An overwhelming majority of U.S. company executives have joined the growing recession chorus, saying the economy will fall into one by the end of President Donald Trump’s first term in office in 2020, and about half of those say it will happen as soon as next year.
Almost half of corporate CFOs, 49 percent, say the U.S. economy’s decade-long growth streak is set to collide with worsening debt woes, with the country facing a recession by the end of next year. Corporate finance leaders are preparing for the recession to hit within 18 months, and 82 percent of CFOs interviewed in the latest quarterly Duke University/CFO Global Business Outlook survey expect the U.S. to slide into a recession by 2020.
“The end is near for the near-decade-long burst of global economic growth,” said John Graham, a finance professor at Duke University’s Fuqua School of Business and director of the survey, in a statement. “The U.S. outlook has declined; moreover, the outlook is even worse in many other parts of the world, which will lead to softer demand for U.S. goods.”
The fourth-quarter survey concluded December 7 and gathered responses from more than 500 CFOs, including 226 from North American companies.
Increasingly pessimistic CFOs say that several economic markers have only worsened since the Great Recession a decade ago and that they now predict earnings growth, capital spending, and research and development investment to fall. The CFOs said most growth will occur at the beginning of next year, which still gives the government time to “soften the fall,” Graham pointed out.
The CFOs laid out a worst-case scenario in which annual real growth in the U.S. will be only 0.6 percent, capital spending will fall by 1.3 percent and hiring will remain flat. The CFOs said their biggest concern is difficulty in hiring and retaining qualified employees.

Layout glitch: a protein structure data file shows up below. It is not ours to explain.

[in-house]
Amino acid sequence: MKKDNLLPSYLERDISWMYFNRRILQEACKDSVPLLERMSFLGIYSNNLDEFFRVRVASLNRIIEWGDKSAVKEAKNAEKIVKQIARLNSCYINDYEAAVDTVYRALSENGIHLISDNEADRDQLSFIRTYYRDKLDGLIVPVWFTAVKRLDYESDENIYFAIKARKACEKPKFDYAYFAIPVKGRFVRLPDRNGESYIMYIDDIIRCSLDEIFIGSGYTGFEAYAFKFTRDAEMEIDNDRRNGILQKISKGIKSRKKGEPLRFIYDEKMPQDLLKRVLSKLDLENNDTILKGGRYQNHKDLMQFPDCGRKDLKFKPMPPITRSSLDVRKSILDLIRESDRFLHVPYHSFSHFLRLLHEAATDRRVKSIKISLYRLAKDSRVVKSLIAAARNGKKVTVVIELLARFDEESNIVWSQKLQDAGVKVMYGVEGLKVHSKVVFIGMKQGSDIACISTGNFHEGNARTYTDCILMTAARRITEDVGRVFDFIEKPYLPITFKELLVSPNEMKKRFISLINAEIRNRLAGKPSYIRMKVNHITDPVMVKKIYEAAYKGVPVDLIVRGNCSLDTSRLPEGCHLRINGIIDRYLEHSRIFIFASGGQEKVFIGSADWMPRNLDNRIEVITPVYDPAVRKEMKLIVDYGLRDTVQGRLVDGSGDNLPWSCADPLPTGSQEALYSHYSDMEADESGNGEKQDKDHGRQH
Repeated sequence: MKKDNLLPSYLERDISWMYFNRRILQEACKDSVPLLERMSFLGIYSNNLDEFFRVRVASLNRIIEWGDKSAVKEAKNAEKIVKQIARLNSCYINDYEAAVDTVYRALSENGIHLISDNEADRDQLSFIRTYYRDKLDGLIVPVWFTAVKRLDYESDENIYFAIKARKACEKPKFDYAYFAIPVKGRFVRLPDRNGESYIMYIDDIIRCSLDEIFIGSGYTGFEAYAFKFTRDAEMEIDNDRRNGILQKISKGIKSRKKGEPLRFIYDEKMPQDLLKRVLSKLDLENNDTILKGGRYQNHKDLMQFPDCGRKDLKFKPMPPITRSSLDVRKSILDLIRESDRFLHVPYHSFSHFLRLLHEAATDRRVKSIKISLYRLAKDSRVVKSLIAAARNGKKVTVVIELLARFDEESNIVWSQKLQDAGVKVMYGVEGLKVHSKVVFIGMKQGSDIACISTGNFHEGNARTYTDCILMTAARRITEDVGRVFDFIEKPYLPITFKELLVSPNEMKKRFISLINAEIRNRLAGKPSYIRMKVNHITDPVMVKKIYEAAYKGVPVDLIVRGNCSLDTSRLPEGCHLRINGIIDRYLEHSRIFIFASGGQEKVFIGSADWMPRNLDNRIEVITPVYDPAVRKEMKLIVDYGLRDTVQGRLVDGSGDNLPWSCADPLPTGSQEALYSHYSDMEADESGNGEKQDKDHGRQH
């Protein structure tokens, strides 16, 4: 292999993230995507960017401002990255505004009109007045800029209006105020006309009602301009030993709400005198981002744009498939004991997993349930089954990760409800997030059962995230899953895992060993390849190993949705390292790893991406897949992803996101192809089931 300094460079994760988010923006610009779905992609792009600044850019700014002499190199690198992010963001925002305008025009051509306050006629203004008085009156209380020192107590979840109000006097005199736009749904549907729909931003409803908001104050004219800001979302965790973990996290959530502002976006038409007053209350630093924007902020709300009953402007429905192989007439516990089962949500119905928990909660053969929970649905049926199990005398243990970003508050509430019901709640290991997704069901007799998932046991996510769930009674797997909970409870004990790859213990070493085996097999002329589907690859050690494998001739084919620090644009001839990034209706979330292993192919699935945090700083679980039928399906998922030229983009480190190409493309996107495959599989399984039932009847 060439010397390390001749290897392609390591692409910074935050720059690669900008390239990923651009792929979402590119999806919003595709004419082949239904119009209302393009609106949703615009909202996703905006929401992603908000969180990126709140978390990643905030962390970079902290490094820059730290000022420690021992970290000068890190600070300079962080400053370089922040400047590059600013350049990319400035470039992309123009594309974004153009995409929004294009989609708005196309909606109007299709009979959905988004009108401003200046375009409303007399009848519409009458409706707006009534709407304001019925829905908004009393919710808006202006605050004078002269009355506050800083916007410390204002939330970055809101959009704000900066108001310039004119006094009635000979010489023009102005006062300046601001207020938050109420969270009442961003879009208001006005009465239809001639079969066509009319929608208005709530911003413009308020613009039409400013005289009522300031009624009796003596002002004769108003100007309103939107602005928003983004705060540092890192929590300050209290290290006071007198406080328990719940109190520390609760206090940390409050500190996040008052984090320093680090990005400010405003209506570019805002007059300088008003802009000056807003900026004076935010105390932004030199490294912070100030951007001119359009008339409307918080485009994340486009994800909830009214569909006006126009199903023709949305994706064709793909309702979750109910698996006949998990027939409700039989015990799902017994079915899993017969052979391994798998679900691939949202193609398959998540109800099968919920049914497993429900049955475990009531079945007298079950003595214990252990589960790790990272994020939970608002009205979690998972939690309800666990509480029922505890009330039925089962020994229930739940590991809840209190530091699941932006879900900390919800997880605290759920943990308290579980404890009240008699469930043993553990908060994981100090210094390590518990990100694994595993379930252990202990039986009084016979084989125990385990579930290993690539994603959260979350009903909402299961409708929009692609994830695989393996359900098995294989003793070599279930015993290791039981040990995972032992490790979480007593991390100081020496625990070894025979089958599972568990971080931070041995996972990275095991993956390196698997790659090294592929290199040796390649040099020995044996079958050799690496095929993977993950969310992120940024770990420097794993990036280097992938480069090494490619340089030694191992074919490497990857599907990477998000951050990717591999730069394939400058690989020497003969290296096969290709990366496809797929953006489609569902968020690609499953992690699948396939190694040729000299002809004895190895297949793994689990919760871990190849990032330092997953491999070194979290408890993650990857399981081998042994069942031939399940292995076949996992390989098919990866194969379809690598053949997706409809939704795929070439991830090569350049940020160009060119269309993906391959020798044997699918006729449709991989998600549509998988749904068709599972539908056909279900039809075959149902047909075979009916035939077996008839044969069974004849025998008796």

The CFOs expect sub-3 percent growth for the U.S. economy in 2019. The founding director of the Duke/CFO survey, Campbell Harvey, reiterated that corporations are bracing for the looming recession. “All of the ingredients are in place: a waning expansion that began in June 2009, almost a decade ago; heightened market volatility; the impact of growth-reducing protectionism; and the ominous flattening of the yield curve, which has predicted recessions accurately over the past 50 years.”
Economists have repeatedly issued warnings in the past several years about skyrocketing global debt caused by central banks flooding national economies with cheap money. In 2008, global debt was only $177 trillion, compared with $247 trillion today. In the U.S. economy, household debt has dramatically worsened, automobile loans are far exceeding their 2008 peaks, and unpaid credit card balances are just as high as the period preceding the Great Recession.
In September, economist Peter Schiff said that “we won’t be able to call it a recession, it’s going to be worse than the Great Depression….The U.S. economy is in so much worse shape than it was a decade ago.”
Moody’s Analytics and a JPMorgan Chase & Co. tracking model both predict an 80 percent chance the U.S. will be hit with an economic downturn within the next three years.